Understanding the Malaysian Naming System
Wondering how Malaysian names work? Malaysian naming conventions are quite different from the typical naming conventions that involve a first name, middle name, and last name.
How does naming work for Malaysians?
Malaysians write their names using their given name and then their father’s name. Writing Malaysian names usually starts by putting down the given name followed by the title of “bin/binti” (son of/daughter of) and then their father’s name.
Malaysians also do not have family names like with other nationalities. The usual Malaysian name follows this format: person’s given name, patronym, and given name of the person’s father.
We’ve only scratched the surface of Malaysian naming conventions so read ahead to find out more about how Malaysian names work!
How do parents name their children in Malaysia?
Malaysian parents like to give their children meaningful names. Since most of the people living in Malaysia are Muslim Malays, many names are taken from the Arabic language.
As we mentioned above, most Malaysians don’t have surnames like other nationalities. Instead of surnames, many Malays attach their father’s given name to their own given name.
It used to be common for Malays to only have one personal name. However, that has changed in modern times, with many Malaysians having two to three personal names.
A fun fact: the longest name for a Malaysian is “Princess Aura Nurr Ermily Amara Auliya Bidadari Nawal El-Zendra”. This is actually only the personal name of the woman; we haven’t even included her father’s name.
Talk about a mouthful! But speaking of princesses and titles, another fascinating thing about Malaysian names is how it works with honorifics.
How do honorifics work with Malaysian names?
Malaysians commonly use “Encik/Puan/Cik” (Mr./Mrs./Ms.) as a form of respect when making someone’s acquaintance or in professional settings. These honorifics are used followed by the person’s given or full name.
Aside from the usual honorifics, there are also honorary titles that a Malaysian can receive or earn. Some titles like “Datuk”, “Datin” (for women), or “Dato’” are conferred by the Sultan of their State or even by the King of Malaysia.
There is also a special title for someone who has accomplished the Hajj, the pilgrimage to Mecca. For men and women, this title can be “Haji” or “Hajjah”, respectively.
Here’s a table we made to show how honorifics and honorary titles are used for names in Malaysia. The names we used aren’t based on a real person but they do feature common Malaysian names.
|Ismail bin Osman||Fatimah binti Rashid|
|Formal with Given Name||Encik Ismail||Puan/Cik Fatimah|
|Formal with Full Name||Encik Ismail bin Osman||Puan/Cik Fatimah binti Rashid|
|Full Name with Honorary Titles||Tan Sri Haji Ismail bin Osman||Datin Hajjah Fatimah binti Rashid|
How do you address Malaysians when speaking to them?
There are different ways of addressing Malaysians when you’re directly speaking to them. How you address them verbally can depend on factors like your closeness to each other and the context of the situation.
You can address a Malaysian with honorifics like “Encik/Puan/Cik” (Mr./Mrs./Ms.) if you have just met or are in a formal setting. If the person has honorary titles like “Dato’” or “Datin”, include before their name when speaking to them.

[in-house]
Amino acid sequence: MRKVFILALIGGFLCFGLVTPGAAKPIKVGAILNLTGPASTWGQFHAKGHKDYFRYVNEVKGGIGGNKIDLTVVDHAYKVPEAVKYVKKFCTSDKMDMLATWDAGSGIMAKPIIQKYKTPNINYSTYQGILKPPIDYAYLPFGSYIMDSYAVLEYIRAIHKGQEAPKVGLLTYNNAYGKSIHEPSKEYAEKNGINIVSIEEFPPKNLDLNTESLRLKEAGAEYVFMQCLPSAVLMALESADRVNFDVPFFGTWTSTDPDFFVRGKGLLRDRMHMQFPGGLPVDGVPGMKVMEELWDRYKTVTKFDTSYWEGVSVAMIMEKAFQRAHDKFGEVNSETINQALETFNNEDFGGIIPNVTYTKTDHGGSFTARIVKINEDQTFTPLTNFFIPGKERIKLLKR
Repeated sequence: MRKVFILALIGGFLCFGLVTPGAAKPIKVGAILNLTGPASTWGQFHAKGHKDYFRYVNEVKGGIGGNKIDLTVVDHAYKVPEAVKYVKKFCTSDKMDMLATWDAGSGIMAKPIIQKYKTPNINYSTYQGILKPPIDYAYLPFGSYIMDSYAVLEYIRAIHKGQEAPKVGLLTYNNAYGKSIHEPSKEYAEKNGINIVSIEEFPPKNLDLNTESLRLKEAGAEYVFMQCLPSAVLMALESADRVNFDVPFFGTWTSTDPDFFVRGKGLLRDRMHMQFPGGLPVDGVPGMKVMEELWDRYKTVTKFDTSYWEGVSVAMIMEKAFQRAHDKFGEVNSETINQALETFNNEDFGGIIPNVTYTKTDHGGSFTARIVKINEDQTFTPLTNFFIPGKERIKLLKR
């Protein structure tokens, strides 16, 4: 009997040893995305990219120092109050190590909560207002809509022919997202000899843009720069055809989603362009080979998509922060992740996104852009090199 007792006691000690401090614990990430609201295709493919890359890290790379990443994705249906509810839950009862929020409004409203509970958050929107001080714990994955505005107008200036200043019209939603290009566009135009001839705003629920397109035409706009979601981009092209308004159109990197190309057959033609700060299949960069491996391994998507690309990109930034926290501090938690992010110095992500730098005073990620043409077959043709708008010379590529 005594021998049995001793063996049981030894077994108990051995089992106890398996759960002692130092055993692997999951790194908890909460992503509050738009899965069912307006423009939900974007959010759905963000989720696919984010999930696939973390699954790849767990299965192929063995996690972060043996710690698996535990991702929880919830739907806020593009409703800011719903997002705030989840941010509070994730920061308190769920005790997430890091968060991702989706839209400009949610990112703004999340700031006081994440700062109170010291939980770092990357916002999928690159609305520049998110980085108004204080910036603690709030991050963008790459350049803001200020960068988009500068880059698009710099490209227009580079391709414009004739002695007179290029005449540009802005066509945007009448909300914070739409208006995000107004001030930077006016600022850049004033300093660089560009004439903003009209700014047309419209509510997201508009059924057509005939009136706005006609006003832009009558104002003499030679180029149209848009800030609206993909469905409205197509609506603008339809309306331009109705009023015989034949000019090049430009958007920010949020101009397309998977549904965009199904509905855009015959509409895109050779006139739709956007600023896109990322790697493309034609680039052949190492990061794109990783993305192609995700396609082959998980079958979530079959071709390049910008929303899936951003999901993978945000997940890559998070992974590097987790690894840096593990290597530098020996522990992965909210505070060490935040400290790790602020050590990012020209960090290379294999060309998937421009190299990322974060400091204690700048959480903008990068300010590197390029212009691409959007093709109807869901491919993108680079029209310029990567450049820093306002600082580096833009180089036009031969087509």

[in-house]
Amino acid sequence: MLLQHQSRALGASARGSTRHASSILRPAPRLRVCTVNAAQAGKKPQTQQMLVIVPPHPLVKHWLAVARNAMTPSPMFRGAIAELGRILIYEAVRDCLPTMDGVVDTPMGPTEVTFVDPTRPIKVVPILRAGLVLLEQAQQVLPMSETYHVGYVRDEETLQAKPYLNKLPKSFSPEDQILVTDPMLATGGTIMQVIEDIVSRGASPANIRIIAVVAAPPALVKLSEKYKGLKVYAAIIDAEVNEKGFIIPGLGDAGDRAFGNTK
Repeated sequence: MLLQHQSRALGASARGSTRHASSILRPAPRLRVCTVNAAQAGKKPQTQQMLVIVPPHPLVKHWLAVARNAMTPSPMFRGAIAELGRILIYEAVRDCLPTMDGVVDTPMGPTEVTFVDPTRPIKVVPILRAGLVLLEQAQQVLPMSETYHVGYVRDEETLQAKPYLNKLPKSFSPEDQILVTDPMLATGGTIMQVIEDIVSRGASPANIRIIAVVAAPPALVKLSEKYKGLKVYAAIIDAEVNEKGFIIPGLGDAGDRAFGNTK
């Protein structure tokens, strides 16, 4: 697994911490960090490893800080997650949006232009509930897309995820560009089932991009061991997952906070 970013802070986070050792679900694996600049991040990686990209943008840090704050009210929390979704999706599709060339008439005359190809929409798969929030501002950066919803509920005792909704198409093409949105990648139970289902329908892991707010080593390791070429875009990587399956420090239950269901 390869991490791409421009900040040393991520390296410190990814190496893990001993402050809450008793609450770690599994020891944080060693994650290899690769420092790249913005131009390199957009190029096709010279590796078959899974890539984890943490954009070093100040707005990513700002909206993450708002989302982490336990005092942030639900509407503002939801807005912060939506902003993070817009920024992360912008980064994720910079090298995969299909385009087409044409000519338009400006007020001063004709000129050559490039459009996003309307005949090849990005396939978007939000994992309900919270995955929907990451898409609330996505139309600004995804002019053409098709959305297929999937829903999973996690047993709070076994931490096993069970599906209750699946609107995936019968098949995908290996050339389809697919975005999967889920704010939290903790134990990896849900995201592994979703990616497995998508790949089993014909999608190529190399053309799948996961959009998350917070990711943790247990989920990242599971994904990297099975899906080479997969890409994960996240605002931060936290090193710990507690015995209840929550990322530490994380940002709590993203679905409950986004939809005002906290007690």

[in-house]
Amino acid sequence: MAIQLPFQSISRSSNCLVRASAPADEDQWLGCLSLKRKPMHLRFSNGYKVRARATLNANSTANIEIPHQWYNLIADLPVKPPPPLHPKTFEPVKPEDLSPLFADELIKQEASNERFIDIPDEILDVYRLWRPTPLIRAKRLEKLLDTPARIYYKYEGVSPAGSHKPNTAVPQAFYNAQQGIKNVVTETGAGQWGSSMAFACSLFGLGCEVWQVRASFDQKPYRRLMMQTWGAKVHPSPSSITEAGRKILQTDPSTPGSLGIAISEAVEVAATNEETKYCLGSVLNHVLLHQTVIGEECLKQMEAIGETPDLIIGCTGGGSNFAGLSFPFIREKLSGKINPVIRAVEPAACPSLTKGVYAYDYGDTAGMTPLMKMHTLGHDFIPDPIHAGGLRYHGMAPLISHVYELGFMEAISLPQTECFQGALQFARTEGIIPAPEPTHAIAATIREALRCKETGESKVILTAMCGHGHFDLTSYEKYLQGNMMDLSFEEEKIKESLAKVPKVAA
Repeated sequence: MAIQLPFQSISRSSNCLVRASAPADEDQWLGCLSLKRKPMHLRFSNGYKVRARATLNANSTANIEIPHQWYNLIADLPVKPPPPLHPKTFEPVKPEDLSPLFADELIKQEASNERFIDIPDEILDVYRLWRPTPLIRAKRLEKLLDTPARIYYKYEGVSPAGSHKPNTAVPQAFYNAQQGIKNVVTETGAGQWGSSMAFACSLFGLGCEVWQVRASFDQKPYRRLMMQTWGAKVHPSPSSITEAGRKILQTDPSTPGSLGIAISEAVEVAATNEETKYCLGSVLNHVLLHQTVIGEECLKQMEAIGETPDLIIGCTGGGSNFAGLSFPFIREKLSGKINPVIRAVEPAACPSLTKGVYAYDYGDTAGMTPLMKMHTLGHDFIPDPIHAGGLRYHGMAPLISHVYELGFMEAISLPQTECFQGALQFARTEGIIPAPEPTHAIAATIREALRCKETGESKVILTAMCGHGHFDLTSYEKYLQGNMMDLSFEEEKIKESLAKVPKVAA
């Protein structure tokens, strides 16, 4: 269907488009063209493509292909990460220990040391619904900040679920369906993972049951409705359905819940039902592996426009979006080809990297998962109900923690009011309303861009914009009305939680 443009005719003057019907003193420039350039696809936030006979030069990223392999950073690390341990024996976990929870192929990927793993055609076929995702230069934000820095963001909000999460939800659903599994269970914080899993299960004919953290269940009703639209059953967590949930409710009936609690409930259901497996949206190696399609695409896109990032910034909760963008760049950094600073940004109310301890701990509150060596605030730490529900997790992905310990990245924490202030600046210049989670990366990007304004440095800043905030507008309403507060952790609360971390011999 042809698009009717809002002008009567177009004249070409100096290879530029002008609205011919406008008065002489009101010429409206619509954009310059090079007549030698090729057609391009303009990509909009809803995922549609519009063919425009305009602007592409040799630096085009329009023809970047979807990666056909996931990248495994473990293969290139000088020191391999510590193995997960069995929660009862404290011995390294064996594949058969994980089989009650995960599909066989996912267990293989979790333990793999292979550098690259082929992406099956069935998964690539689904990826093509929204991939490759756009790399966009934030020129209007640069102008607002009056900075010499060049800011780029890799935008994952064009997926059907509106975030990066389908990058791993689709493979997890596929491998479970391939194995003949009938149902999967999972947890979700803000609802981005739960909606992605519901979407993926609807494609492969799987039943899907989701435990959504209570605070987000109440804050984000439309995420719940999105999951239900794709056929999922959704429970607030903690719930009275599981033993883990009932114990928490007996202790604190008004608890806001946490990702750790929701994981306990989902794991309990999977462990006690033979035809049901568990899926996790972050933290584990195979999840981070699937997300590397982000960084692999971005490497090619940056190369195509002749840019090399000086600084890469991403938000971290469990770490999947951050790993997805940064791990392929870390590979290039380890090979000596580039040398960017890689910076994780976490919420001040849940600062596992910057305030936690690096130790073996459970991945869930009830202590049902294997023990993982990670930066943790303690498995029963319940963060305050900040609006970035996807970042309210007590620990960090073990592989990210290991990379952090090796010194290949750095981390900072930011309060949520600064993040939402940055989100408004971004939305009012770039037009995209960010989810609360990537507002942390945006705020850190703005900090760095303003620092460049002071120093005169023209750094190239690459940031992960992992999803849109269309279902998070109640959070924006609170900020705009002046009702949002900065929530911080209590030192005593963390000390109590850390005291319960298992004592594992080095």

When in a casual and friendly setting, you can address Malaysians by their given name. Most Malaysians consider it rude if you call them by their father’s given name instead of their actual given name.
Let’s use the sample names we mentioned in the previous table to see how we’re supposed to address Malaysians when speaking to them.
|Ismail bin Osman||Fatimah binti Rashid|
|When Meeting Someone or When in a Formal Setting||Encik Ismail
Tan Sri Ismail
|When in a Casual or Informal Setting||Ismail||Fatimah|
How do Malaysian Chinese names work?
We’ve talked about the Malaysian naming convention and how Malaysian names work. Now, let’s discuss one of the largest ethnic Malaysian subgroups: the Malaysian Chinese.
Malaysian Chinese make up about 22.4% of the entire Malaysian population, making them the second-largest ethnic subgroup in the country. Many Malaysian Chinese have strengths in the business field, with most running hotels or shops.
Malaysian Chinese names are written by putting the surname first and then the given names second. A Malaysian Chinese person usually has two given names at birth.
When a Malaysian Chinese name is written in Chinese characters, it is done so without any spaces in between the characters. If someone has two given names, both names are written with two separate characters.
When romanizing a Malaysian Chinese name, the surname always comes first. It is followed by the person’s given names. Given names can be hyphenated, written together, or divided into two.
Let’s take a look at how Malaysian Chinese names are usually written. We’ll be showing how to write with Chinese characters and in the romanized version.
|Romanized (hyphenated)||Chen Wěi-Jié||Huang Xīn-Yí|
|Romanized (written together)||Chen Wěijié||Huang Xīnyí|
|Romanized (divided into two)||Chen Wěi Jié||Huang Xīn Yí|
How Malaysian Chinese names are written differ quite a lot from how Malaysian Malay names are usually written. The obvious difference is the presence of surnames in the former, and the usual lack of surnames in the latter.
Aside from surnames, the format of writing the names is also different.
Malaysian Malay names contain the given name, a patronym, and the father’s given name, all in that order. Meanwhile, Malaysian Chinese names begin with the surname followed by the given name.